How do I choose the database for the archaea amplicons anotation.

I am using qiime 2 for taxonomic classification of archaea 16 v4-v5 amplicons.
When I used silva 138(including bacteria and archaea) as the reference database, most reads were classified as bacteria. It resulted in less than 2,000 reads kept as archaea in some samples.
When I used silva 138(only including archaea) as the reference database, many reads classified as bacteria before were classified as archaea. And all the samples had more than 10,000 reads as archaea.
I’m confused that which one was the right result?

Hi @mol,

Could you please clarify: do you only expect archaea? why?

Probably the bacteria + archaea database, but it depends a bit on your data and expectations. Let me explain:

Unless if you do not expect any bacteria (e.g., you are analyzing known cultures that should only contain Archaea), you should use the more inclusive database (bacteria + archaea) to avoid misclassifications.

Given the information I have so far, this information seems to suggest that most of your reads are in fact bacterial… but please clarify if there is some reason that you would not expect this.

This database could be misclassifying sequences as Archaea just because the database does not have appropriate outgroups for classification of non-Archaea. Filtering a database to contain only the sequences you are “interested” in can be a dangerous thing indeed, and should only be practiced under specific circumstances, as this paper describes:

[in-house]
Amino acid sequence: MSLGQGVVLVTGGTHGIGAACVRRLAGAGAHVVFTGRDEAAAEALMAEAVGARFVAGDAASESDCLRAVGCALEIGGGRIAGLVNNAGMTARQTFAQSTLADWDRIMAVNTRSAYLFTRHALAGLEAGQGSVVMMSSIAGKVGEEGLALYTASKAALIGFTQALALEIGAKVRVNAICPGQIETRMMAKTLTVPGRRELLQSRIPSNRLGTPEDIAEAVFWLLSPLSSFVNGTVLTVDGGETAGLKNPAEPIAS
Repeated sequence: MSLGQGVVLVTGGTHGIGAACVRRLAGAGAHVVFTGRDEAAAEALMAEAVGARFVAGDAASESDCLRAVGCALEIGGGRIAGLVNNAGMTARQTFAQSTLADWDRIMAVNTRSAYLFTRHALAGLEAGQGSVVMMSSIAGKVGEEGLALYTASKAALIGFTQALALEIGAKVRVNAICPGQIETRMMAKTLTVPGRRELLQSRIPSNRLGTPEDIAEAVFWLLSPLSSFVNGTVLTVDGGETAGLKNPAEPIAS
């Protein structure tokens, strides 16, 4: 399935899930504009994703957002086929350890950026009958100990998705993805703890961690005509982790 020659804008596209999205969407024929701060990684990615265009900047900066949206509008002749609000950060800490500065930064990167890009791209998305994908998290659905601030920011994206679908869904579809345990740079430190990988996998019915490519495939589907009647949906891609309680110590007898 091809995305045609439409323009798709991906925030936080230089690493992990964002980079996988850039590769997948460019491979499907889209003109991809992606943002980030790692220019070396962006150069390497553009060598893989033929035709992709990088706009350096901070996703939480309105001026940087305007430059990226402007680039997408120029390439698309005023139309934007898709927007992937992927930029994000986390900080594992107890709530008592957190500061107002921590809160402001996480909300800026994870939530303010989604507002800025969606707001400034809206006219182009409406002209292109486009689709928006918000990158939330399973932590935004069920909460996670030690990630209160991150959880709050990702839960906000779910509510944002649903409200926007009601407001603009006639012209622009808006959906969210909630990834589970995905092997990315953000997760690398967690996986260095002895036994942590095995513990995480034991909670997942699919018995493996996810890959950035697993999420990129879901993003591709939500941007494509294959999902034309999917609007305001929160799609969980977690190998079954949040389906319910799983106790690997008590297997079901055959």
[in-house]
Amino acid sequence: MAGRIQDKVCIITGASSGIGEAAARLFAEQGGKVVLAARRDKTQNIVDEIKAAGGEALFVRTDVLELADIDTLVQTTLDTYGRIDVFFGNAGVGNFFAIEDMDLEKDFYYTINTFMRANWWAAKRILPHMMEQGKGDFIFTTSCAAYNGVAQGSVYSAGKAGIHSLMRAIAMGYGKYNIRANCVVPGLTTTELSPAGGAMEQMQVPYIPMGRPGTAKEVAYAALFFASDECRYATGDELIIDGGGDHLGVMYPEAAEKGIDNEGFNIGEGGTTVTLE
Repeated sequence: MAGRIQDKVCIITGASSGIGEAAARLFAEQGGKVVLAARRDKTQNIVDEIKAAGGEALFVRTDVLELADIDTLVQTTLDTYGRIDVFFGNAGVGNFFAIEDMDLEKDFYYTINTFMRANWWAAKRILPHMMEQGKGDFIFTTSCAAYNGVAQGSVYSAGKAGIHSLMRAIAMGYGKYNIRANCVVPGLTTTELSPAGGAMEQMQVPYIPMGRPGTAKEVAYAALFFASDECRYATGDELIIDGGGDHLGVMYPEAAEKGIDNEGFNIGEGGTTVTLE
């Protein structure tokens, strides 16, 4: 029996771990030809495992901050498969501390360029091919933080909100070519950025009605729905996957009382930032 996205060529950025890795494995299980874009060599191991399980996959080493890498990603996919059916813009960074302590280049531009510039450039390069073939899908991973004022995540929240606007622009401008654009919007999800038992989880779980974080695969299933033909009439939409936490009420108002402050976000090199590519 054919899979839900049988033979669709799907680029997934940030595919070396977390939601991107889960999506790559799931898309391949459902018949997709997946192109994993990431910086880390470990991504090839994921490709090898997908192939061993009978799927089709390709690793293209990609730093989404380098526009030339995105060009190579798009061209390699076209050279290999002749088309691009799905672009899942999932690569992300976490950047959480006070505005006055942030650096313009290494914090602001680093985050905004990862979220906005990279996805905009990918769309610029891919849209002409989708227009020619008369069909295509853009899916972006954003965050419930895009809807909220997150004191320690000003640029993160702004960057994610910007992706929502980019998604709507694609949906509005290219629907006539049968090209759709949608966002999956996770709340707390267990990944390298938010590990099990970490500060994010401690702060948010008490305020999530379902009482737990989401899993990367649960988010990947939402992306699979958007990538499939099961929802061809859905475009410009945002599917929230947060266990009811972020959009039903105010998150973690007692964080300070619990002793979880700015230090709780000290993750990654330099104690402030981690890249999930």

So let me answer your title question:

How do I choose the database for the archaea amplicons anotation?

Use the SILVA 138 bacteria + archaea database and it can classify everything in your sample, unless if you know for a fact that only Archaea are present.

2 Likes

Thanks! I absolutely agree with you! But the sequencing company advised me to use the SILVA 138 archaea database due to the low proportion of reads classified as archaea by using SILVA 138 bacteria + archaea database.

1 Like

:man_shrugging:

Given what you have told me so far, that sounds like bad advice. But maybe I am missing something. There are many reasons why you might observe fewer Archaeal reads than expected (primer bias, extraction bias, copy number imbalance?) but removing Bacteria from the database is not a good solution. I have not seen any documented evidence that slashing the SILVA database will improve Archaeal classification, and will be very interested to see such evidence if it exists.

1 Like

The samples were freshwater. the primers are 524F10extF(TGYCAGCCGCCGCGGTAA) and Arch958RmodR(YCCGGCGTTGAVTCCAATT), which target V4-V5 region. Maybe, primer bias, sample properties or something wrong when sequencing were the reasons? However, we had 200 samples, only eight samples were observed with fewer Archaeal reads.

I am not familiar off-hand with these primers, but much in the way that “bacteria-specific” primers can pick up Archaea, I imagine the reverse is true. It looks like these primers were originally designed for DGGE, and the databases were a lot sparser back then… so it might be worth using qiime feature-classifier extract-reads to see how many bacteria in the SILVA 138 database are hit by these primers.

Index hopping, contamination, etc, could be other issues. You could also look for these primers in the sequences if they are not already trimmed.

Sounds like a problem specific to those 8 samples… I recommend against using an Archaea-only database if only those 8 samples are problematic.

2 Likes

Thanks for your reply. I will resequence these 8 samples, and use the database containing bacteria and archaea.